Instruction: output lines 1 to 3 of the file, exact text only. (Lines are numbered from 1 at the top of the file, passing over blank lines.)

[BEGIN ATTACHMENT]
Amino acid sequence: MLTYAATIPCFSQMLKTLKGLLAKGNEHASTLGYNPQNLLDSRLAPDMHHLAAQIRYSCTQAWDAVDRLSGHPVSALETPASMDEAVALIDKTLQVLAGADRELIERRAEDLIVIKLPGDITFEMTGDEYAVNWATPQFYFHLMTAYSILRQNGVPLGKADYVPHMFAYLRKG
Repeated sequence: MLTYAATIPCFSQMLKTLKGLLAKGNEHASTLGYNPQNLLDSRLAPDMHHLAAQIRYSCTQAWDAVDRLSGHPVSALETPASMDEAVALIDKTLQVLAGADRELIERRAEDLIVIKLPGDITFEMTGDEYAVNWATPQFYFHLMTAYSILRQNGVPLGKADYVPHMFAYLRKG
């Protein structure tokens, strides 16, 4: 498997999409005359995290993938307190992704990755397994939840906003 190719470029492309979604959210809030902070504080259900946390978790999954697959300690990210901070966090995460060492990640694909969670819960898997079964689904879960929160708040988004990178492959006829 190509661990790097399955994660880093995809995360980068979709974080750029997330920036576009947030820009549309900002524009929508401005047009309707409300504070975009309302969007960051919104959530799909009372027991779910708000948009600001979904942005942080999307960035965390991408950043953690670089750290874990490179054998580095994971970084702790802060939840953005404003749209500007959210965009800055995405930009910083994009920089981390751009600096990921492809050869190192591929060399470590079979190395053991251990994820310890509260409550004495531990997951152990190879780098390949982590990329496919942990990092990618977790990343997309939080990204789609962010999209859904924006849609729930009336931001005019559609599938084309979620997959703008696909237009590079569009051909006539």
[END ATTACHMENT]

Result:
Amino acid sequence: MLTYAATIPCFSQMLKTLKGLLAKGNEHASTLGYNPQNLLDSRLAPDMHHLAAQIRYSCTQAWDAVDRLSGHPVSALETPASMDEAVALIDKTLQVLAGADRELIERRAEDLIVIKLPGDITFEMTGDEYAVNWATPQFYFHLMTAYSILRQNGVPLGKADYVPHMFAYLRKG
Repeated sequence: MLTYAATIPCFSQMLKTLKGLLAKGNEHASTLGYNPQNLLDSRLAPDMHHLAAQIRYSCTQAWDAVDRLSGHPVSALETPASMDEAVALIDKTLQVLAGADRELIERRAEDLIVIKLPGDITFEMTGDEYAVNWATPQFYFHLMTAYSILRQNGVPLGKADYVPHMFAYLRKG
């Protein structure tokens, strides 16, 4: 498997999409005359995290993938307190992704990755397994939840906003 190719470029492309979604959210809030902070504080259900946390978790999954697959300690990210901070966090995460060492990640694909969670819960898997079964689904879960929160708040988004990178492959006829 190509661990790097399955994660880093995809995360980068979709974080750029997330920036576009947030820009549309900002524009929508401005047009309707409300504070975009309302969007960051919104959530799909009372027991779910708000948009600001979904942005942080999307960035965390991408950043953690670089750290874990490179054998580095994971970084702790802060939840953005404003749209500007959210965009800055995405930009910083994009920089981390751009600096990921492809050869190192591929060399470590079979190395053991251990994820310890509260409550004495531990997951152990190879780098390949982590990329496919942990990092990618977790990343997309939080990204789609962010999209859904924006849609729930009336931001005019559609599938084309979620997959703008696909237009590079569009051909006539």